What is IRC?
IRC, or Internet Relay Chat, is a program which allows people to congregate and "talk" (though it's a text program, not an internet phone). There are different networks (the largest are Undernet, Dalnet, Chatnet, and Efnet), each of which is composed of different servers. When you connect to a server, you can talk with anyone on one of the other networked servers. This is a very basic and probably confusing explanation, but there are a lot of IRC tutorials out there. This is not one of them.
How do I get on IRC?
Obviously you need a computer and a modem, but if you're reading this you have those. You also need a client program. The most well known are mIRC (PC), pIRCh (PC), IRCle (Mac), and ircii (Unix). [I'm not sure where to get ircii or how to install it, but I would recommend one of the other client programs, unless you really like to write your own IRC programs, in which case you don't need to be reading this anyway.] There are instructions on how to download and install the programs on their respective pages.
Okay, I have a program. How do I get to #gasp?
#gasp is on Chatnet, so you should connect to a Chatnet server. Most clients have built-in server lists that come with the program when you install it, and Chatnet should be on. If not, connect to server us.chatnet.org, which will take you to the best Chatnet server. Once there, type /join #gasp, and you're there.
How can I tell who else is on the channel?
There should be a userlist somewhere - a list of names of people on the channel. K9 and Adam are always there. If all else fails and you can't find the list of names, type /who #gasp, and you should get a list of people on the channel.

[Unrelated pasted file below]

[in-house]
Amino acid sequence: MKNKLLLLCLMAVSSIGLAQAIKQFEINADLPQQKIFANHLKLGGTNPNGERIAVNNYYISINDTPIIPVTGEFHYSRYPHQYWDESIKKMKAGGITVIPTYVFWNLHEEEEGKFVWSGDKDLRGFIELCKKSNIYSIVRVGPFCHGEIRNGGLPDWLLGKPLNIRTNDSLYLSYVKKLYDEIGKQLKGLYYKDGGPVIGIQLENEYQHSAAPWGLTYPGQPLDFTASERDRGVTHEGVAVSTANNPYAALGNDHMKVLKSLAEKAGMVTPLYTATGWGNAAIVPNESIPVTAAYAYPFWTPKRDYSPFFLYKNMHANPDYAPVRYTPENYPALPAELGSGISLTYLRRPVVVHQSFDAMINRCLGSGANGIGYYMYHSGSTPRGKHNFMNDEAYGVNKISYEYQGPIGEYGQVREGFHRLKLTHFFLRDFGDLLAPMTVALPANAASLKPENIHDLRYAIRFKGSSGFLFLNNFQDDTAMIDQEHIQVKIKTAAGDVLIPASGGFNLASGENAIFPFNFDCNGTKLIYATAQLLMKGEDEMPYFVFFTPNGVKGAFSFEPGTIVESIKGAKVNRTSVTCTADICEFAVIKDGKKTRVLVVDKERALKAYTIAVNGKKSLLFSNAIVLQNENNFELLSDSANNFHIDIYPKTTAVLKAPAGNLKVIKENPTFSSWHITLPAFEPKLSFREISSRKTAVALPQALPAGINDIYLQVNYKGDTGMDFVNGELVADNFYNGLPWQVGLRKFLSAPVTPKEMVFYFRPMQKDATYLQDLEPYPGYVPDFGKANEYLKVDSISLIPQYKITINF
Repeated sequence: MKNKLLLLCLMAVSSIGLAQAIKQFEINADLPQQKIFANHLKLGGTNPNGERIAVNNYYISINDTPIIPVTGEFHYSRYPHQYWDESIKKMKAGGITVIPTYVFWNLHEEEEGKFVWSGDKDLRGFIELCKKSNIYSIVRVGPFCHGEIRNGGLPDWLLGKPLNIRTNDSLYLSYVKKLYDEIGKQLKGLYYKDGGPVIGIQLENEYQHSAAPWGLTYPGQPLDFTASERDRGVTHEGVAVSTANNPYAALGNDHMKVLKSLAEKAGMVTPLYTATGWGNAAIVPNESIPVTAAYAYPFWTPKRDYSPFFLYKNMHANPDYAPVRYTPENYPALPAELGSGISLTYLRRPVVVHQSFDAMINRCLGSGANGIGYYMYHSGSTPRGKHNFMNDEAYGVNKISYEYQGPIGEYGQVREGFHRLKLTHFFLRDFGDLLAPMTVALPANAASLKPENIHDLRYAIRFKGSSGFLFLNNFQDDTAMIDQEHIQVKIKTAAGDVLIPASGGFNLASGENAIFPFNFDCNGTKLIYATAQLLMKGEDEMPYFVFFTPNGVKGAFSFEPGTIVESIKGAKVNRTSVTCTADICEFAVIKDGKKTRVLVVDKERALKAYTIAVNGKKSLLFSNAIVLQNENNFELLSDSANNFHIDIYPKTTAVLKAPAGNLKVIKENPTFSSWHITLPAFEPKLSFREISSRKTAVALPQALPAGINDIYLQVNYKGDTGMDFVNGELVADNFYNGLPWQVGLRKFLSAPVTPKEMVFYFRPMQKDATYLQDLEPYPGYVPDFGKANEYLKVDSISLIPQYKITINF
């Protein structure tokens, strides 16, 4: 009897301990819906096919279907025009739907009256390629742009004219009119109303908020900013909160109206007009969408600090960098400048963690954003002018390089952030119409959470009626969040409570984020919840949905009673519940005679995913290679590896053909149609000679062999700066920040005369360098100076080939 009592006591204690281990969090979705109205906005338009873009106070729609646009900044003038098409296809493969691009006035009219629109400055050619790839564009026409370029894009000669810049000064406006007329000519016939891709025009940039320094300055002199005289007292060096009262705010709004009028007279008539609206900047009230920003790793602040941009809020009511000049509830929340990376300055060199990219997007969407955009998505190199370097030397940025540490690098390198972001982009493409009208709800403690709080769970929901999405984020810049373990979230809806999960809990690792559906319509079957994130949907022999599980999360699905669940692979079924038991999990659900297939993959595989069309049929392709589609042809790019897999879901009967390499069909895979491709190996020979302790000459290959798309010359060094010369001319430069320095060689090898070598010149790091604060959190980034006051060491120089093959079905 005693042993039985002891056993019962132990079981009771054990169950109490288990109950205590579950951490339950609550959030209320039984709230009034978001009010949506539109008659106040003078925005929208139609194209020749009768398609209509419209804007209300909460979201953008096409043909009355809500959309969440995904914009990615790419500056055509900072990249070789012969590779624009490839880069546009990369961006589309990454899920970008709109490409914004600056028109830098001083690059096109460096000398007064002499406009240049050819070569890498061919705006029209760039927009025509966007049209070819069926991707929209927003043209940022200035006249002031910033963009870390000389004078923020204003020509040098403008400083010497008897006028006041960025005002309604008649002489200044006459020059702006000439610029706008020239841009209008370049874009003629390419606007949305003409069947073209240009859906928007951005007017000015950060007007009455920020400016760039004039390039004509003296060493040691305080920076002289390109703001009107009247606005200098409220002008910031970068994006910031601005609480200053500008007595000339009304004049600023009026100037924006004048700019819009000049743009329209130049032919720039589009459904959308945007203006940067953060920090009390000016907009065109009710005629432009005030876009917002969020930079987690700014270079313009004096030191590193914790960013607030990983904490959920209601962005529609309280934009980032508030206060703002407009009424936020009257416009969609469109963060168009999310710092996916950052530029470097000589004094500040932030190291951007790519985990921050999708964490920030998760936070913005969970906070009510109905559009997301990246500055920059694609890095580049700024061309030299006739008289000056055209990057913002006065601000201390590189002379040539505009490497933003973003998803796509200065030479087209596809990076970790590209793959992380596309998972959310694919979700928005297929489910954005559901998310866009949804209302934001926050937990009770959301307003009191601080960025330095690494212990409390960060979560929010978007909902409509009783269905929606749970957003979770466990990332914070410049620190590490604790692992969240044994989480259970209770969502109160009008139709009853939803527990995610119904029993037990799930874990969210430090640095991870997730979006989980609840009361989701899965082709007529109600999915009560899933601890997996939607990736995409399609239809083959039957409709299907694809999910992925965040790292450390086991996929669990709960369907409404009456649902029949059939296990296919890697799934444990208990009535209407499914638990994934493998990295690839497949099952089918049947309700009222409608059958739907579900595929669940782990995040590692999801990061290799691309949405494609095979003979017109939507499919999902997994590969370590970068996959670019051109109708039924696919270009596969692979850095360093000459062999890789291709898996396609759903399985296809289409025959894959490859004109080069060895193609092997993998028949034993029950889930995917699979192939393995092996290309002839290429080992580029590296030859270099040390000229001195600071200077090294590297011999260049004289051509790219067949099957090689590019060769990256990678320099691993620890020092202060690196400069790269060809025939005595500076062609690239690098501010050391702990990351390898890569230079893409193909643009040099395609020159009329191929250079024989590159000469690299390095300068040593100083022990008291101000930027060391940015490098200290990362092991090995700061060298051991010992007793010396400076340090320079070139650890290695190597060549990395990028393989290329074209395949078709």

Why do I need the slash in /who #gasp?
That tells the IRC program that what you're typing is a command, not plain text. All commands are prefixed by a slash as the first character in the line. Anything else you type will go out to the channel.
What are some useful commands I should know?
You've already seen /who #gasp. Other useful commands are:
Others will be added when I think of them.
- /ping [name] - This sends a "where are you?" sort of message to [name], where [name] can be a channel (like #gasp) or a single name. The response says how long the lag is between you and [name]. When someone gets too much lag, they might ping out (which basically means they get disconnected).
- /whois [name] - This gets information on who [name] is - what their ISP is, what they put as their RealName (which may or may not be their real name), what server they're on, and what channels they're on.
- /quit - Obviously, this quits IRC. Anything you put after /quit (for instance, /quit Seeya later! ) will show up as your quit message; if you don't give a quit message, one will be automatically provided by your client program.
- /server [server] - This changes what server you're connected to. This is useful if the server you're on is having problems (i.e. you're getting disconnected a lot).
- /me [does action] - This is how to do an action. If I (EvilAngel) typed /me jumps for joy, it would come out * EvilAngel jumps for joy, whereas if I typed I jump for joy, it would come out <EvilAngel> I jump for joy. (This formatting is for mIRC/ircii; ircii and pIRCh have different formats, but the effect is the same.)
What does the @ next to some names mean?
Some names on the channel will show up with an @ next to them - for example, @EvilAngel (rather than just EvilAngel). Those people have ops - operator privileges. Effectively, this means we can do things like change the topic, kick people out of the channel, etc. However, people without ops can still talk on the channel, and for the most part (at least in #gasp) ops is more a status marker (signifying regulars) than anything else. But please don't beg for, or demand, ops; it doesn't make us want to like you.